Kindergarten Readiness – Puddle Vocab and Poetry

Yesterday, we walked outside to observe puddles. Today, those same puddles will help kids learn some new vocabulary.
playing in puddles

Were the puddles deep or shallow, big or small, wide or narrow? What other words will tell us about puddles? Splishy and splashy, murky or flashy.

Here’s a poem about puddles:

Rain, rain, falls on the street.
Mud in puddles, cleaning my feet. (by James Horner)
Here’s a wonderful mud poem using some great words:
MUD I like mud. I like it on my clothes. I like it on my fingers.
I like it on my toes. Dirt’s pretty ordinary and dust’s a dud.
For a really good mess up, I like Mud! (by John Smith)

Poetry emphasizes the rhythm of a language and is easy for children to learn and imitate. It exercises memory and brain connections. Just think how easily we can remember “Rain, rain, go away, come  again another day. Rain, rain,  go to Spain, do not show your face again.”

And all this from an ordinary puddle.

Kindergarten Readiness – April Showers and Mud Puddles

After April Showers, the rain leaves great puddles. Yes, puddles can be another learning opportunity–but stay out of the road so you don’t become part of one! Next time it rains, go for a walk and check out all the different shapes. Are puddles round or square? Maybe, their shapes look like something else: a bunny shaped puddle, or a tree or car or dragon. What colors do you see in the puddles? Are there any reflections? Some days, it’s hard to enjoy the rain, but puddles can make a grey day bright with interest.

Kindergarten Readiness – Early Writing

With the family coming home for Easter, I dug out some of the decorations that the kids, almost in theirthirties, expect to see. I remembered some of the things that I used to do, too. Growing up on a farm, there was lots of family members that gathered and where to sit everybody was a puzzle. We’d solve the problem with place cards. Writing names is one of the first real writing activities of children. Kids’ early attempts at writing are often just lists of names. Place cards is a tremendous way for children to participate in such a grownup activity. If kidlets are too young for printing on their own, they can trace the letters with crayons for color or add pictures to the place cards. What a boost to their self-esteem to see their work in such an important place on the table for everyone. What’s in a name? Early writing, validation, contribution, importance and, years later, family memories, too. Happy Easter!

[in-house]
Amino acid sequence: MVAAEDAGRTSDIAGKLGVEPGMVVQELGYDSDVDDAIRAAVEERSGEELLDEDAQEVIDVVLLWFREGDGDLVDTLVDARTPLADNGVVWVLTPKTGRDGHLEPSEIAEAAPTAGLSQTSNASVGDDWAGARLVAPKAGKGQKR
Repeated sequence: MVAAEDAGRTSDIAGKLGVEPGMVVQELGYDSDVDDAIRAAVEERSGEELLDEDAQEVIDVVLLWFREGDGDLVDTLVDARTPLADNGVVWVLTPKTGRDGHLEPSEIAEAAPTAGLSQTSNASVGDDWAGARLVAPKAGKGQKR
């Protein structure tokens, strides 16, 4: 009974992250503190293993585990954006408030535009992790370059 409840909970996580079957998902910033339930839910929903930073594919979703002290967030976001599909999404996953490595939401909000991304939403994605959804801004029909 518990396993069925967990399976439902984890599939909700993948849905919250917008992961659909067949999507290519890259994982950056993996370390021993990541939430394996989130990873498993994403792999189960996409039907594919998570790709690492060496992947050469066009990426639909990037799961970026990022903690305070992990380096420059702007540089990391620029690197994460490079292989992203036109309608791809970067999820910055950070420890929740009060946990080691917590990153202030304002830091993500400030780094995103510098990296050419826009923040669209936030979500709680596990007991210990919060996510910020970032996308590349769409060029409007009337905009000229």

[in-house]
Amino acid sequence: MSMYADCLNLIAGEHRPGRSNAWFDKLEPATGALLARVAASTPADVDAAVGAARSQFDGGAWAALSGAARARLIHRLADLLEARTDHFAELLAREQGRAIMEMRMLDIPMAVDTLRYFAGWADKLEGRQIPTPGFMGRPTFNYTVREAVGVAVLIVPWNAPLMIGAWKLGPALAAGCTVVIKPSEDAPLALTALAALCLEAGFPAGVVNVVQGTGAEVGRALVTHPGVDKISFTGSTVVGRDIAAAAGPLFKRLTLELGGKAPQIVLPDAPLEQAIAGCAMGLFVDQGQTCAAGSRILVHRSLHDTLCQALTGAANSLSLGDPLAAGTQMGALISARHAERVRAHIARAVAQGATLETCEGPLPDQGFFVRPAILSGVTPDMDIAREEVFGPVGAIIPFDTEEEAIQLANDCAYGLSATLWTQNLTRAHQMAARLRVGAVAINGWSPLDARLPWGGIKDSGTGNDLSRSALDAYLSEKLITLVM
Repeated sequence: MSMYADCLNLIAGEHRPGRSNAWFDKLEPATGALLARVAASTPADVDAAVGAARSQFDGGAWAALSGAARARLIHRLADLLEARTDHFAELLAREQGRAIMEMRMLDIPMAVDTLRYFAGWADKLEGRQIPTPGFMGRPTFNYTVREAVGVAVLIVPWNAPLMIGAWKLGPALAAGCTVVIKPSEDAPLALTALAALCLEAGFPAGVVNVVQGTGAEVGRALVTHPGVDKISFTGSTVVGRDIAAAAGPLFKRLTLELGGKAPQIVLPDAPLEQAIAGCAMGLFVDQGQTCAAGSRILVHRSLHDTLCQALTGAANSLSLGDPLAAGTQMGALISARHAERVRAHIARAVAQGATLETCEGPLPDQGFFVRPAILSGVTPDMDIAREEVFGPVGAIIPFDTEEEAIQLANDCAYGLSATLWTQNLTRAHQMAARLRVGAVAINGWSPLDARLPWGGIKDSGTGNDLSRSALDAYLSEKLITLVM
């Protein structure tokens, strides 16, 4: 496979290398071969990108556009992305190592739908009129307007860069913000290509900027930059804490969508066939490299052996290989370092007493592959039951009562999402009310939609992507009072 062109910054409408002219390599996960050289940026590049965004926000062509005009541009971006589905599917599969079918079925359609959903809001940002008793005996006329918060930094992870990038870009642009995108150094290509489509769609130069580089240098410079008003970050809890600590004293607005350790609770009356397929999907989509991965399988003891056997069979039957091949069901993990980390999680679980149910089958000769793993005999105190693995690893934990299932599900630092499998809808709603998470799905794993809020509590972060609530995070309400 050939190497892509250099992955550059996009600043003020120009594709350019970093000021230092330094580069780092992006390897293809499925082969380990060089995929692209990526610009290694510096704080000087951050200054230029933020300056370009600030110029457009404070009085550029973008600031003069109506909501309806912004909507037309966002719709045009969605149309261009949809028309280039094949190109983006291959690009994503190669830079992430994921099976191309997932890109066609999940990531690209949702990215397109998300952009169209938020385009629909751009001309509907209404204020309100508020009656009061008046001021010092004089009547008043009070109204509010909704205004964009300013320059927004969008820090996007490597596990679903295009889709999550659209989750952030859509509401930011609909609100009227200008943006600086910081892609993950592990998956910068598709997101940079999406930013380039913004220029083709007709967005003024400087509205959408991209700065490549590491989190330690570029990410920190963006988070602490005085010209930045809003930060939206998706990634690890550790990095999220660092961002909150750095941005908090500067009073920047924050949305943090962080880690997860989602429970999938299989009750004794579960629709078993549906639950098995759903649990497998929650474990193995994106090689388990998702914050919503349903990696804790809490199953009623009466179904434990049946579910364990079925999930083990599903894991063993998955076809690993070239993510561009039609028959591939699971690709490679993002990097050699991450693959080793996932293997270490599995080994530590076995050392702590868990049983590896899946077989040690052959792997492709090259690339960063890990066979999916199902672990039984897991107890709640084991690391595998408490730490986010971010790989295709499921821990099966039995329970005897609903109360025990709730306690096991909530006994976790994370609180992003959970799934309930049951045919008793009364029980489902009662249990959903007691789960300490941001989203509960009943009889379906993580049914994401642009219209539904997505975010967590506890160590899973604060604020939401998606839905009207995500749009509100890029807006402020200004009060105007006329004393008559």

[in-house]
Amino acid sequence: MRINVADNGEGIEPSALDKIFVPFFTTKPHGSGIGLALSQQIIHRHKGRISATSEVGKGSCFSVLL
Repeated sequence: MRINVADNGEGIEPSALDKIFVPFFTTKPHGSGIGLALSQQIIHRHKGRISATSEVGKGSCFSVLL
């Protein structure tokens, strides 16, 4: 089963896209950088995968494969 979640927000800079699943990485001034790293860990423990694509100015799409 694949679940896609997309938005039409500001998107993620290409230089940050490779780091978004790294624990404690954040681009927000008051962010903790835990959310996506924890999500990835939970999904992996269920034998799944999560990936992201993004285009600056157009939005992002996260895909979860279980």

Kindergarten Readiness – What Rhymes With Bunny?

Using the theme of Easter, kids have been able to practice some basic math, explore movement and enhance big muscle development, and enjoy an art activity and tradition this week in just minutes a day. Here’s another quick and easy idea but one of critical importance for learning to read. Those of you who read … Continue reading Kindergarten Readiness – What Rhymes With Bunny?